There were two fascinating presentations on the development of the vertebral column and the pelvis (sacrum). Sterling Nesbitt had a poster on how sacral vertebrae are added to the pelvis in different vertebrate groups, suggesting that they might add from the lower back (dorsosacral), add from the tail (caudosacral), or add new vertebrae in between the ancestral sacral vertebrae (insertion).
Emily Buchholtz had a presentation on essentially the same topic, specifically looking at tree sloths (like Choloepus, below, from the Omaha Zoo).
Sloths are relatively unique among mammals in that they have a highly variable vertebral column, and usually don’t have seven neck vertebrae (as almost all other mammals do). Buchholtz made a convincing case that the variation in sloths is because growth of the vertebrae, the upper parts of the ribs, and the lower parts of the ribs (along with the sternum and the pelvis) are controlled by different genes. The expression of these genes at different points in development causes the vertebral variation (and also means that sloths really do have seven neck vertebrae).
There a lot of posters that caught my attention tonight:
Phil Bell described a specimen of the theropod dinosaur Gorgosaurus (a type of tyrannosaur) with a whole suite of bone pathologies in the neck, upper right forelimb, and right foot. At least one injury was apparently caused by a rolled ankle that tore a ligament, while some of the others were infections spreading from bone to bone. The gorgosaur survived for some time in spite of the injuries.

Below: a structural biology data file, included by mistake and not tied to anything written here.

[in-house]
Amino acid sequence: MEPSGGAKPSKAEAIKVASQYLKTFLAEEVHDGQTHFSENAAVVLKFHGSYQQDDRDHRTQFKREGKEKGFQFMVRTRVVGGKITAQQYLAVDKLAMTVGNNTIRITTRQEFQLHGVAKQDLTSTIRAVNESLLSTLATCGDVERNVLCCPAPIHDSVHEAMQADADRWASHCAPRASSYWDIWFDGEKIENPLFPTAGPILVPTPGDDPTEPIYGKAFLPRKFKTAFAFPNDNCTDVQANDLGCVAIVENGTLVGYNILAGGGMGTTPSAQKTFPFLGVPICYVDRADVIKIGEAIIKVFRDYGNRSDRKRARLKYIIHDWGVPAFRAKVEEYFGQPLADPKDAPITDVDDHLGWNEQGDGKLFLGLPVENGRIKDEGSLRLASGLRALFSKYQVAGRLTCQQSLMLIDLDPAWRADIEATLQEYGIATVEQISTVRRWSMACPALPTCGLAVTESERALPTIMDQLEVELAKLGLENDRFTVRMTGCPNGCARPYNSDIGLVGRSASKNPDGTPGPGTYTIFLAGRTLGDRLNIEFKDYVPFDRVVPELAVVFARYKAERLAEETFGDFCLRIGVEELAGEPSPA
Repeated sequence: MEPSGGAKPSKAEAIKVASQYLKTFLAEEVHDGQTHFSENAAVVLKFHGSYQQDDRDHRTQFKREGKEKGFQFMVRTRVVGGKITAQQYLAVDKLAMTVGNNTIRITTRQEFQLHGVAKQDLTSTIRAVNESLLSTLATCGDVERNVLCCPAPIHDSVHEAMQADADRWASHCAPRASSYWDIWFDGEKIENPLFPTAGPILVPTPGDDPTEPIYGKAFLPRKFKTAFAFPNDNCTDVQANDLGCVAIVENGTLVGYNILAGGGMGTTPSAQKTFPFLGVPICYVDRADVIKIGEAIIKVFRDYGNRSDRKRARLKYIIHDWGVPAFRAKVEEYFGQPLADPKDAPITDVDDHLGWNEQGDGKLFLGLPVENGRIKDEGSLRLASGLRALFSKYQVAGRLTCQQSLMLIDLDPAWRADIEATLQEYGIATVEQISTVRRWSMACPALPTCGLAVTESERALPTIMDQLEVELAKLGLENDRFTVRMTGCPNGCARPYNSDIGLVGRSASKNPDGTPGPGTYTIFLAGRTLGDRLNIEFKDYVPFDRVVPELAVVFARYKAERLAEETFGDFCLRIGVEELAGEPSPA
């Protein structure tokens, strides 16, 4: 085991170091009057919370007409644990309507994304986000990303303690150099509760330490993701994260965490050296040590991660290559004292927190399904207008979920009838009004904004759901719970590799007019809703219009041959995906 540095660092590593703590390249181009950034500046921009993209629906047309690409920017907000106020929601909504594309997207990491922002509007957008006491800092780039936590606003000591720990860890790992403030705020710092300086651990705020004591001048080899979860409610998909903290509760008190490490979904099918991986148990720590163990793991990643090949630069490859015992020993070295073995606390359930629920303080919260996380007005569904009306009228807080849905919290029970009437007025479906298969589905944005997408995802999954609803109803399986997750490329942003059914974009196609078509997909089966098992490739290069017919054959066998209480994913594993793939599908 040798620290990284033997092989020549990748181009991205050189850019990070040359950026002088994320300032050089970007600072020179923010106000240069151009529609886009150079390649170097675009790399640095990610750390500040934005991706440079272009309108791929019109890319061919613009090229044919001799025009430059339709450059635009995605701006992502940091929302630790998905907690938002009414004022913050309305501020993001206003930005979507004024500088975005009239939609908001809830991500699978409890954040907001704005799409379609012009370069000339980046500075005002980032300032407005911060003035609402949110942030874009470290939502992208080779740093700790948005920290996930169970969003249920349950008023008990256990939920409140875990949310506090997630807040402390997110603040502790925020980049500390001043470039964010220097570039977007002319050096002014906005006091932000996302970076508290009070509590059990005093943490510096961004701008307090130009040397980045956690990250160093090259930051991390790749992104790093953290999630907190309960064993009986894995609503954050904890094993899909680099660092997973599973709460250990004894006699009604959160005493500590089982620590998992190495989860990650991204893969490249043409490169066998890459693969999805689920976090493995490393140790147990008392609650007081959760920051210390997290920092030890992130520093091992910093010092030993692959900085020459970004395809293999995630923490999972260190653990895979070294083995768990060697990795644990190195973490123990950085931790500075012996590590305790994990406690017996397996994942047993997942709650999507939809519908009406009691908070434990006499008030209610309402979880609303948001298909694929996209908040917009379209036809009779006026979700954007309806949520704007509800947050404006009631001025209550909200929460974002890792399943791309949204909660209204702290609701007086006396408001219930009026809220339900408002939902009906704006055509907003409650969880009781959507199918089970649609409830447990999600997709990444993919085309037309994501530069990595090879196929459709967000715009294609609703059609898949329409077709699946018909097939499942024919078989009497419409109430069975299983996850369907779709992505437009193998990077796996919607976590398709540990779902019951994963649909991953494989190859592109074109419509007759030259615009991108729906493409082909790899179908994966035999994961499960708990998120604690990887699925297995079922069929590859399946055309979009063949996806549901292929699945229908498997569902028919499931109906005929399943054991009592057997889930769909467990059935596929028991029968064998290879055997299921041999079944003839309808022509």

Following the theme of both sloths and pathologies, Monalise Cruz and Deise Henriques reported on a specimen of the giant ground sloth Eremotherium from Brazil (like the one below from the North Carolina State Museum) with pathologies in the tail vertebrae. The nature of the injuries indicates that ground sloths did use their tails as a prop when rearing up on their hindlegs, as has long been suspected.
Brian Redmond and Greg McDonald showed a specimen of the ground sloth Megalonyx jeffersonii from Ohio (the model below is from VMNH) which showed evidence of butchering by humans. This is the frist evidence of humans butchering Megalonyyx in North America. A carbon-14 date on the femur was 11,740 years (± 35) is the oldest record of human activity in Ohio.
Tess Van Orden and Stephen Godfrey showed two examples of unusual bone preservation in the dugong Metaxytherium (below, from the Calvert Marine Museum) from the Calvert Formation in Maryland. The bones in this specimen had essentially been partially dissolved by an unknown mechanism, although they ruled out abrasion from current activity.
Update: following up on the comments on vertebral development, here is an image from my paper from a few years ago. The apparent extra head on each of these ribs is actually an extra, fused rib that results from having an extra thoracic vertebra (at the expense of a cervical vertebra):
This paper is available for sale at VMNH for $1.00 (email orders). The reference is:
Dooley, A. C. Jr. “Double-headed” ribs in a Miocene whale. Jeffersoniana 8, 8 p.